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By Stewart Davison MSc, Head of Innovation, DTL Creative
The last 12 months have seen unprecedented change in the world due to the Covid-19 pandemic. These changes have been societal and have disproportionately affected sectors and businesses that have people at their heart. We have seen the economic impact on hospitality and travel, and the personal impact on primary and secondary care services.
With social housing (SH) being a ‘people-centric’ business, it was initially seen as a sector that would be massively impacted by the restrictions imposed due to the pandemic. How would responsive repairs be carried out during lockdown? How could prospective tenants view properties? How could we effectively support vulnerable tenants, continue with property improvement programmes and construct new properties for rent?
SH providers, like all businesses, also had the challenge of making their workforce deliver their services remotely from their homes, rather than a centralised office. New questions had to be asked: Do we have enough laptops? Do our systems and infrastructure support the number of remote workers we now have? Can we continue to innovate with technology, or should we stay as we are?
Reflecting on the past year, SH has weathered the Covid-19 storm very well, and technology has been a key enabler for delivering service continuity, opening up many opportunities for providers to alter the way ‘it has always been done’.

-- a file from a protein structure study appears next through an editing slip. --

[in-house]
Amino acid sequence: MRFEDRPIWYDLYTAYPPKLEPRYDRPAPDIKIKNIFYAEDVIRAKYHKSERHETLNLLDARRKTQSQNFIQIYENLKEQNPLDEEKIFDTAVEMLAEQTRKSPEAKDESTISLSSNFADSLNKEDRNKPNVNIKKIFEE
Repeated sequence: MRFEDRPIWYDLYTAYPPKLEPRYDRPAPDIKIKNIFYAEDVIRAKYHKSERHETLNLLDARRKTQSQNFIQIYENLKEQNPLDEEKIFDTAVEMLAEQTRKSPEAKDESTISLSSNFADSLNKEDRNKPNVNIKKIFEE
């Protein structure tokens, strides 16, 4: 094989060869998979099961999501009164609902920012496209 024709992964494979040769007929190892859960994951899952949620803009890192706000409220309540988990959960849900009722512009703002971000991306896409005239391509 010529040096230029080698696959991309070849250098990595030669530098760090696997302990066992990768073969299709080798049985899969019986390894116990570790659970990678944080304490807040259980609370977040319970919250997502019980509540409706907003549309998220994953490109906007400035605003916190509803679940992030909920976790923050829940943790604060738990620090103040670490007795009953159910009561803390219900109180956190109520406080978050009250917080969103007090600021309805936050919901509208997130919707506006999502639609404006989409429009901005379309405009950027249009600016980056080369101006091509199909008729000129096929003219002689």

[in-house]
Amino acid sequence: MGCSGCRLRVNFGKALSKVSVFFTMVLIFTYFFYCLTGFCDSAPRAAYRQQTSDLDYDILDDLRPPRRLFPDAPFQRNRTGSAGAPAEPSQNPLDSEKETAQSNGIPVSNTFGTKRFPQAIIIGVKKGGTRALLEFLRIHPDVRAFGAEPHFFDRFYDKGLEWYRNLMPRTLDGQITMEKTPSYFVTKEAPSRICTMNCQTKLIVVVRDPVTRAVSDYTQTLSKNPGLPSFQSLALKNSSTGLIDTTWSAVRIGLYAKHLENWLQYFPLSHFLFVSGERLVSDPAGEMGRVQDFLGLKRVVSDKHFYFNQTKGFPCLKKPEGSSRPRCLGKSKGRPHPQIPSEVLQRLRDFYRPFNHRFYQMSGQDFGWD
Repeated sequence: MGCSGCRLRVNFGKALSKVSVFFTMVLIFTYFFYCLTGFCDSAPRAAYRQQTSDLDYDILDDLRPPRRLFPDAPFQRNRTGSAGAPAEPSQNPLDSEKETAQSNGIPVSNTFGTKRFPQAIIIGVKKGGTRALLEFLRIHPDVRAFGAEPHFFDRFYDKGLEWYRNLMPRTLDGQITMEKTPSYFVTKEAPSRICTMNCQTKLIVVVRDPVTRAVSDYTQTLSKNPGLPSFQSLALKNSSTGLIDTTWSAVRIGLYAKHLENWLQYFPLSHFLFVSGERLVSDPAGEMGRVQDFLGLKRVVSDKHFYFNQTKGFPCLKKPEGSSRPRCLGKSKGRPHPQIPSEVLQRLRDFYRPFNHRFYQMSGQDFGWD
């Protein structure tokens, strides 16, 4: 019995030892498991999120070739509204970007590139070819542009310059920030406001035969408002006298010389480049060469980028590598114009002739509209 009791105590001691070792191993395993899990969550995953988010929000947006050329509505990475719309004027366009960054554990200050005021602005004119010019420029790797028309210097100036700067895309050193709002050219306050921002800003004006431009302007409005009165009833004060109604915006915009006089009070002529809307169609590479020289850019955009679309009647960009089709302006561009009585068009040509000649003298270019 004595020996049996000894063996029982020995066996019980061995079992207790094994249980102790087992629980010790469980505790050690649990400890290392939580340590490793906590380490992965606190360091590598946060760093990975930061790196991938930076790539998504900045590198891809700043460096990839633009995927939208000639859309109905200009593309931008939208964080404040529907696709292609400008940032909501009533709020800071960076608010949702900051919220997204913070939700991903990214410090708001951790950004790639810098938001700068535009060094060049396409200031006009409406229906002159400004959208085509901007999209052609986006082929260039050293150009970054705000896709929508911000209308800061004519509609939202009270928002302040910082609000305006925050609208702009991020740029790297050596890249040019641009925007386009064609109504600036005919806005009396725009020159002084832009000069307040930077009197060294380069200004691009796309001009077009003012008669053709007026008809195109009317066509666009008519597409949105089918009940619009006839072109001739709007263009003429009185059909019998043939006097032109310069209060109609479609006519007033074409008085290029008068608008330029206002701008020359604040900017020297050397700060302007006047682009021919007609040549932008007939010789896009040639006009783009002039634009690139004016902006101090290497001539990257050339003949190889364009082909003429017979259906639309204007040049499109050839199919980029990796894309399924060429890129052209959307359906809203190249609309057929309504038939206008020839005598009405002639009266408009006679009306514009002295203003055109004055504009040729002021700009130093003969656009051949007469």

We’ve seen the use of augmented reality in helping tenants deal with repairs issues; chat bots and intelligent agents managing the increasing demand on digital tenant interaction; and a wave of providers virtualising their technology infrastructures to ease the deployment of hundreds of remote workers.
These are the positives that many social landlords have been able to take advantage of, but there is still a vast swathe of the sector that has either been unwilling or unable to embrace the changes and benefits that technology can bring them.
It’s not through intransigence or lack of vision that many SH providers have not reaped the rewards that digital can bring: sometimes it’s a simple lack of knowledge and understanding of how their peers have been able to do something that, to them, looks improbable to say the least.
It was this knowledge and experience gap that led to HQN and DTL Creative teaming up to create the Innovation and Technology Network.
Throughout 2020, we’ve worked with both SH providers and technology suppliers to support a ‘thinking differently’ approach to tech adoption in social housing provision.
We will look to work with HQN to build a self-supporting community of likeminded housing and technology professionals, while providing content that enables organisations to embark upon projects that just 12 months ago may have seemed impossible.